Hungry for Mexican cuisine? The neighborhood boasts a variety of taquerias and authentic eateries. Head to Panaderia Nuevo Leon for gorditas dulces, Carnitas Urupan for carnitas, Carniceria Mirabel for tacos, and Birrieria Reyes de Ocotlan for birria.

The neighborhood celebrates Día de los Muertos (Day of the Dead) each year with festive activities, live music, and lovingly decorated altars at the museum and Harrison Park. 

Feel at Home Without Leaving Campus

University of Illinois Chicago

With a campus located just west of the Loop in downtown Chicago, University of Illinois Chicago makes it easy for international students to explore the neighborhoods that feel most like home. The college “welcomes more than 6,000 international students and scholars to [its] campus each year,” and provides plenty of on-campus resources to make sure every student feels welcome, including the Asian American Resource and Cultural Center and the Latin American Recruitment and Educational Services. 

Phoo, a UIC student from Myanmar, said, “UIC is such a diverse university, and it helped me make a lot of new friends from different cultures … The thing that I love most about UIC is the people here. They always have a friendly smile on their face, and it makes you feel welcome in this environment. Everyone that I met has always given me their attention when speaking about myself and my life back home. I feel like I have found a new home here.”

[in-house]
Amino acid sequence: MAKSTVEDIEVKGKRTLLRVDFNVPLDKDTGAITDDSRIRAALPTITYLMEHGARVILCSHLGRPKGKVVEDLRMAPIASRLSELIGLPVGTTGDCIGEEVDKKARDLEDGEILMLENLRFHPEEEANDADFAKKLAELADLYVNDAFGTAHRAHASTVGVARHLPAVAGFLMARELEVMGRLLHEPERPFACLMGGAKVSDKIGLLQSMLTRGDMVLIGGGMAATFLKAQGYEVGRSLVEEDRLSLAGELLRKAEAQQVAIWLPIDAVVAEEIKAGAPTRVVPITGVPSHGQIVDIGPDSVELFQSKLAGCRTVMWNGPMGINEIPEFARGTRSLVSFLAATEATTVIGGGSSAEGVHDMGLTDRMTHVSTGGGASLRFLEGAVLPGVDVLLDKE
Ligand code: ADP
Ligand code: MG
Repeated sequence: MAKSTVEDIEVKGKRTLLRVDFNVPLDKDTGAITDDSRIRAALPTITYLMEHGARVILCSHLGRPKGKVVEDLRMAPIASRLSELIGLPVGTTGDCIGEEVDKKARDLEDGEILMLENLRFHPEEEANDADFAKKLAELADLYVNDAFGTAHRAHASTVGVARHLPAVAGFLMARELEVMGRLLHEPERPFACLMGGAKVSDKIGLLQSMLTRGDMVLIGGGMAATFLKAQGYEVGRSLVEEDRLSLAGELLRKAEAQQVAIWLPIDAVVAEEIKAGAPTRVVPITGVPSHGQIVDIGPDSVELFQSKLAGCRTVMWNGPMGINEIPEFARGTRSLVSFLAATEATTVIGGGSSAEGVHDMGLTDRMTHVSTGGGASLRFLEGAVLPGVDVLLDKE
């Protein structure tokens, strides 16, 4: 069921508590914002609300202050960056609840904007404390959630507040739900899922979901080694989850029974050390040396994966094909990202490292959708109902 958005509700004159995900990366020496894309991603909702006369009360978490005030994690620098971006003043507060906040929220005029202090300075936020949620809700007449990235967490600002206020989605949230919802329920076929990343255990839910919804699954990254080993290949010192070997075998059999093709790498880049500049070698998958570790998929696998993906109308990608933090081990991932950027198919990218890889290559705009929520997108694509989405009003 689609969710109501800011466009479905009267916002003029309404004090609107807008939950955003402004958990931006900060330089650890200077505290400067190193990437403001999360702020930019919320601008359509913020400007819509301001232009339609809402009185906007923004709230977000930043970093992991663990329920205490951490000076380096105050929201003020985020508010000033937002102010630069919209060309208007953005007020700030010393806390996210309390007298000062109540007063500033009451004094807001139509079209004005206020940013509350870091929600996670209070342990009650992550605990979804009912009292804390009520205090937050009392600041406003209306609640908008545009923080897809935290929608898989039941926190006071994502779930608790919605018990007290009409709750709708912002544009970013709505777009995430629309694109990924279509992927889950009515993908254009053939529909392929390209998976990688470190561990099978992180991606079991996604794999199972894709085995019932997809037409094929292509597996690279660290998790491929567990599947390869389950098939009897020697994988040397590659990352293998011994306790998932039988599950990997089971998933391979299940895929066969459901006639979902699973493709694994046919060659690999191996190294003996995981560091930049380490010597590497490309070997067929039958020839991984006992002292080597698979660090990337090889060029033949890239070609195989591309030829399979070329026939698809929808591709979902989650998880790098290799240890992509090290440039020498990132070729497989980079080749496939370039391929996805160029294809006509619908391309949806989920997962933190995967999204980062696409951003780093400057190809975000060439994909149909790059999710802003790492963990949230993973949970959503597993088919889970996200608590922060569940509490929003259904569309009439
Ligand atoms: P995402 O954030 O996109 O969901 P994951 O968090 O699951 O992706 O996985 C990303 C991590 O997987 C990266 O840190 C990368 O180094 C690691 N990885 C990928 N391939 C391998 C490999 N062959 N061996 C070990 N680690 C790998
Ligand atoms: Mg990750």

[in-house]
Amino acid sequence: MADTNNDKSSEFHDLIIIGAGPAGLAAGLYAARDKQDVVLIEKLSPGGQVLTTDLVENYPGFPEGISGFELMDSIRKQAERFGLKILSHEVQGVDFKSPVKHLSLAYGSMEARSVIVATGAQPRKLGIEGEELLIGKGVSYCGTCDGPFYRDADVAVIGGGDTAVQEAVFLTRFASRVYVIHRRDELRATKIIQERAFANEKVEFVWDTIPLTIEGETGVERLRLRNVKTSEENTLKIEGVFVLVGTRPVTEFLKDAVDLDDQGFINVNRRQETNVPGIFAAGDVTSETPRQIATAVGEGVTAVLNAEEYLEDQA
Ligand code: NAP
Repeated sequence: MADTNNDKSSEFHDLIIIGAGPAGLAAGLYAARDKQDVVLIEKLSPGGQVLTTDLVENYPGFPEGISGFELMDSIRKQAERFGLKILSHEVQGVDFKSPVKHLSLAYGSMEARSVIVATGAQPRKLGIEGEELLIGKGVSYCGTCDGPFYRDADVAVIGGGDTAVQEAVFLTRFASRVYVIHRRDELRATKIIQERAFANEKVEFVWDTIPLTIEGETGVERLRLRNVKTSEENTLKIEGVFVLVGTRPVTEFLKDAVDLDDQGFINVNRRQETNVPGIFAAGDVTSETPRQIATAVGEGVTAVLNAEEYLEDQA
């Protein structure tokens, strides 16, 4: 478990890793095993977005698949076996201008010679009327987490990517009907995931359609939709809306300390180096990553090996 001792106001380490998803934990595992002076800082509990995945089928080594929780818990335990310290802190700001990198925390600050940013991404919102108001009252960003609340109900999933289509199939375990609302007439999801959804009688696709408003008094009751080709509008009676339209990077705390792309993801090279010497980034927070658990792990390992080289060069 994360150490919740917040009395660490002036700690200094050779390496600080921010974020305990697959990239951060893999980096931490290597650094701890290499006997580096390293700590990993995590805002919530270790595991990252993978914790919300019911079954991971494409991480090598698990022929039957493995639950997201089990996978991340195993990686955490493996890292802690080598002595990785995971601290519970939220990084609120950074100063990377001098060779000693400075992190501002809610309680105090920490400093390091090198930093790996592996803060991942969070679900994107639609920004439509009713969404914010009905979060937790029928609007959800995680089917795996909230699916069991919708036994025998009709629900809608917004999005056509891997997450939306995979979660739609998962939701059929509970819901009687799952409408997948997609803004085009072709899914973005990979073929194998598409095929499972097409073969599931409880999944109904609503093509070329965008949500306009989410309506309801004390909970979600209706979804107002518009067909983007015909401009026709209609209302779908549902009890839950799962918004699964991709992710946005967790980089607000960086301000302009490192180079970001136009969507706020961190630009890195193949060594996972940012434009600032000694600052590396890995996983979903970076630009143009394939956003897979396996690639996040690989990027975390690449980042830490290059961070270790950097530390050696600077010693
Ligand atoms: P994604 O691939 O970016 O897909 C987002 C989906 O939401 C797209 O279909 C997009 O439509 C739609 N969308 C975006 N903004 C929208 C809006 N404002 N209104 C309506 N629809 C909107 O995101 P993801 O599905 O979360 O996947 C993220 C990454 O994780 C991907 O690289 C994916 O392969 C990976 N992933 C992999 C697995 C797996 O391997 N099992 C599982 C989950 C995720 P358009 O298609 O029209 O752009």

Lewis University

Though it may be located 35 miles outside of Chicago in Romeoville, Lewis University wants international students to feel right at home on campus. The school’s International Student Association works hard to “foster an awareness of other cultures … promote friendships between international students, as well as with American students, and provide support and appreciation for the international student community.” 

Lewis students can easily get to the city, too: The Metra Heritage Corridor commuter train heads right into Union Station, and the university also offers a free shuttle service

Finding a Home Away from Home

With its range of ethnicities all existing within the city, Chicago is an ideal spot for international students to call home. Thanks to the city’s extensive transportation system, it isn’t hard to find a familiar and welcoming place, no matter where you are from.